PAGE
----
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NBN scraps Optus HFC network for FttDP


NBN has announced that it has cancelled its plans to use Optus’ hybrid-fibre coaxial (HFC) network as part of its rollout and will use fibre-to-the-distribution point (FTTdP) instead.

Currently, the NBN utilises the following technologies: fibre-to-the-premises (FttP), fibre-to-the-node (FttN), wireless, and HFC (a combination of fibre and copper). However, NBN has today announced that it will be using FttDP in place of HFC, and that the technology will be deployed in areas that were scheduled to receive FttN connections.

“We have tested FttDP over the last year and we’re confident we can now deploy the technology in areas where it makes better sense from a customer experience, deployment efficiency and cost perspective,” said NBN chief network engineer officer, Peter Ryan.

“This includes premises in the FttN footprint that have too high a cost per premises and premises served solely by the legacy Optus HFC footprint that are yet to be made ready for service.”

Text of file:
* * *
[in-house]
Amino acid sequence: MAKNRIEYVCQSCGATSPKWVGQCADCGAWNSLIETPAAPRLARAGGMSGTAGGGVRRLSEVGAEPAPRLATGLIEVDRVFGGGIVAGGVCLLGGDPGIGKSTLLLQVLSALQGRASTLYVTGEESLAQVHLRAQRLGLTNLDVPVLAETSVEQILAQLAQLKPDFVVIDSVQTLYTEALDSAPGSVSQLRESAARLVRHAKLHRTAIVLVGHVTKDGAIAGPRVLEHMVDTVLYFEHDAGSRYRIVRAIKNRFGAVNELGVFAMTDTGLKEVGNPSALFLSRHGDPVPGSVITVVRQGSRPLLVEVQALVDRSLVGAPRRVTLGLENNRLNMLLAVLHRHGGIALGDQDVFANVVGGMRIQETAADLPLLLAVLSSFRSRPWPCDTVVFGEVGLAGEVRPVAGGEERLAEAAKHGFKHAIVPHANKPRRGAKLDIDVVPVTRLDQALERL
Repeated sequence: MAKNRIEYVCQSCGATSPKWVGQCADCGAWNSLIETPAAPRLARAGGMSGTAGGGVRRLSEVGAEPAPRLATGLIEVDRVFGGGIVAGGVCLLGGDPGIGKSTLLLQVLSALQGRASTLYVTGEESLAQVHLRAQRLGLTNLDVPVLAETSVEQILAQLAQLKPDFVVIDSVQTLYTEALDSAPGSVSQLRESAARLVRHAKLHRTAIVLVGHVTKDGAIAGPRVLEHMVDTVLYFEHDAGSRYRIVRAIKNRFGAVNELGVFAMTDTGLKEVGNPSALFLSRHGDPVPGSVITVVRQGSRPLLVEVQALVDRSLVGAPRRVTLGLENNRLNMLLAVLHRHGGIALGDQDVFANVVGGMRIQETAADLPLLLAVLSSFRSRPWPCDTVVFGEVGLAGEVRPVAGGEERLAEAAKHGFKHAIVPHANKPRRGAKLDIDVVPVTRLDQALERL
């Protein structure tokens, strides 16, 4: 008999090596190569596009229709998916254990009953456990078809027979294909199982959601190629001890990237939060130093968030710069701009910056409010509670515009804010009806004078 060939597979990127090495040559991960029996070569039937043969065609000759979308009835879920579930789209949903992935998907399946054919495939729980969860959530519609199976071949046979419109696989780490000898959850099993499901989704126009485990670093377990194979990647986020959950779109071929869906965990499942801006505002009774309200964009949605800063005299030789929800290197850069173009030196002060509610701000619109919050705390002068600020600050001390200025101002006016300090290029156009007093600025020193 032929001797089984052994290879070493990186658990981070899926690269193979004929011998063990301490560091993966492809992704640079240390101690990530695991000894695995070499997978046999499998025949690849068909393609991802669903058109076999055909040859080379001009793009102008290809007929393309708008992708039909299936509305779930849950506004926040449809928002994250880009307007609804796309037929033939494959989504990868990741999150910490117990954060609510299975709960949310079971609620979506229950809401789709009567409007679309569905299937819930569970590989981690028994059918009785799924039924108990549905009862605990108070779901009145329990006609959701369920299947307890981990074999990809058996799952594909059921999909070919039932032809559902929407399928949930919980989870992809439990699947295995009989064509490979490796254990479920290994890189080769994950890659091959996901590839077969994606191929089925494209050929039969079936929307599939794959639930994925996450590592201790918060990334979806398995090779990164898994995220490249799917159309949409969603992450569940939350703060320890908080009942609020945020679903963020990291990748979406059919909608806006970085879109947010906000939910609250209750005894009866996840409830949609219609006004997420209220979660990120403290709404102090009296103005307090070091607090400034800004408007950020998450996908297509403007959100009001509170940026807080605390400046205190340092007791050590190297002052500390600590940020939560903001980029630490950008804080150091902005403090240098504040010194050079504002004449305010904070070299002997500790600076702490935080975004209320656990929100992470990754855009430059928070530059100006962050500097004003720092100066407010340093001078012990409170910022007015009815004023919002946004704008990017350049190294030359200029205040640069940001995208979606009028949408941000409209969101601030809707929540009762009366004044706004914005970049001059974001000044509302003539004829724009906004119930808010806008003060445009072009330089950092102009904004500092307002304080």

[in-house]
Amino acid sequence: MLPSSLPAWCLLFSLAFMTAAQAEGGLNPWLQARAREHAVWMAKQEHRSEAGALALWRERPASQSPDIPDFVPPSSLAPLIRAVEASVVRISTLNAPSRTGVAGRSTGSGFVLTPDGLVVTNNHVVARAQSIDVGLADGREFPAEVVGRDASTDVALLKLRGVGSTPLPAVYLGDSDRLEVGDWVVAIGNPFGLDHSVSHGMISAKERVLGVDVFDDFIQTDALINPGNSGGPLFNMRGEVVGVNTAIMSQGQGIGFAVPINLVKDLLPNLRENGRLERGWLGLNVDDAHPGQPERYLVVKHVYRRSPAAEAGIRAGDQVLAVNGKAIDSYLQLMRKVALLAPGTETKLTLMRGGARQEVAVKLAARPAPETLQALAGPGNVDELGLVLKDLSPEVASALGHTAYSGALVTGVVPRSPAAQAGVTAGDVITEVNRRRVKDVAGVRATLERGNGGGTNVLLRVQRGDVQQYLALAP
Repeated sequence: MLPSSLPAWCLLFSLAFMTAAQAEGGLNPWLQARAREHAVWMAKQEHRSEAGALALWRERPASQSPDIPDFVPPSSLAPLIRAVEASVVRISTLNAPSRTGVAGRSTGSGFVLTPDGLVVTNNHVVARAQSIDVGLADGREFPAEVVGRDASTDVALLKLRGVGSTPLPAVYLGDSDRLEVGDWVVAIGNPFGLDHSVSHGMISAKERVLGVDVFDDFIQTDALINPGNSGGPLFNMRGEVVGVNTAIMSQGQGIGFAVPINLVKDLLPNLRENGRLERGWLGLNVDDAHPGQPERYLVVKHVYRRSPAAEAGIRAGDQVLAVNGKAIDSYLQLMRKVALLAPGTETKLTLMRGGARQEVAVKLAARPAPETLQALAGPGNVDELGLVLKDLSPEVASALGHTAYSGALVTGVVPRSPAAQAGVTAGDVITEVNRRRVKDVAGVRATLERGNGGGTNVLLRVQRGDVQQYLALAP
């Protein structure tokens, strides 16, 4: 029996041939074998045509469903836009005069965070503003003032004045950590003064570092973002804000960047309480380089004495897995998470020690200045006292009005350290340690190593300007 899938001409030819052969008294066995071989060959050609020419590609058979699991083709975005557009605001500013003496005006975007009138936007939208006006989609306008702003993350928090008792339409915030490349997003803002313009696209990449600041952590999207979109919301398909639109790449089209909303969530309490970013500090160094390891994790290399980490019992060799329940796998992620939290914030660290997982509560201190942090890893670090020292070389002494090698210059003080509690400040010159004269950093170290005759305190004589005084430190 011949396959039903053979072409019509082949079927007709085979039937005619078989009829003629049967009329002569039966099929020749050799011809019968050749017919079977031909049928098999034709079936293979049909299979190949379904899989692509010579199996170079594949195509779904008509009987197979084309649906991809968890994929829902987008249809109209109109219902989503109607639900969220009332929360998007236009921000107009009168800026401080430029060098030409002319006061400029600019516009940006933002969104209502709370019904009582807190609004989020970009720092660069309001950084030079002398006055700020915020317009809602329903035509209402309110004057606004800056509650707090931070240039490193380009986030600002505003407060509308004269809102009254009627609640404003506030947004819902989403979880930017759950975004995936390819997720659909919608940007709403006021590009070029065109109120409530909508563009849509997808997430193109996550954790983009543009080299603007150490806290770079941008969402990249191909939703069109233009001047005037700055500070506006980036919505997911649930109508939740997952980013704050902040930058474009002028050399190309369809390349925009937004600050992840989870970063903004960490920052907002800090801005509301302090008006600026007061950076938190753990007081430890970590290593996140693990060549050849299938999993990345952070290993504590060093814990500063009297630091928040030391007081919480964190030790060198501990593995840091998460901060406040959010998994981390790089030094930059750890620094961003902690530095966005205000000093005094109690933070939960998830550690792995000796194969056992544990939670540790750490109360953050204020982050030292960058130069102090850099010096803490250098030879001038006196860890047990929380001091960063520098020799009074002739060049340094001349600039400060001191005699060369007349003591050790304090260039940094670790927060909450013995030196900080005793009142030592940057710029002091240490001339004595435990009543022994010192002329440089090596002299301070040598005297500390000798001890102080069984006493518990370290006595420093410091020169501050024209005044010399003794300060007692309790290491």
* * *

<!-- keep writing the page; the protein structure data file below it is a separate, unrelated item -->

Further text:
The 18,000 premises in Redcliffe, Queensland will remain serviced by HFC.

FttDP is said to provide faster broadband speeds compared to HFC, and can be seen as the middle ground between FttP (all fibre) and FttN (fibre and copper). FttDP does use fibre to connect to a premise, however the fibre is brought closer to the user and the technology uses “skinny fibre”, which is cheaper to deploy and upgrade than standard fibre.

“HFC remains a highly valued part of our MTM deployment; however, in balancing the requirements to convert Optus’ current network architecture and design to be NBN-ready, and the opportunity to introduce FttDP, makes the new technology compelling in these selected areas,” said Ryan.

This announcement follows documents leaked by Fairfax last year, which revealed that NBN felt the Optus HFC network was “not fully fit for purpose” and was considering overbuilding it.

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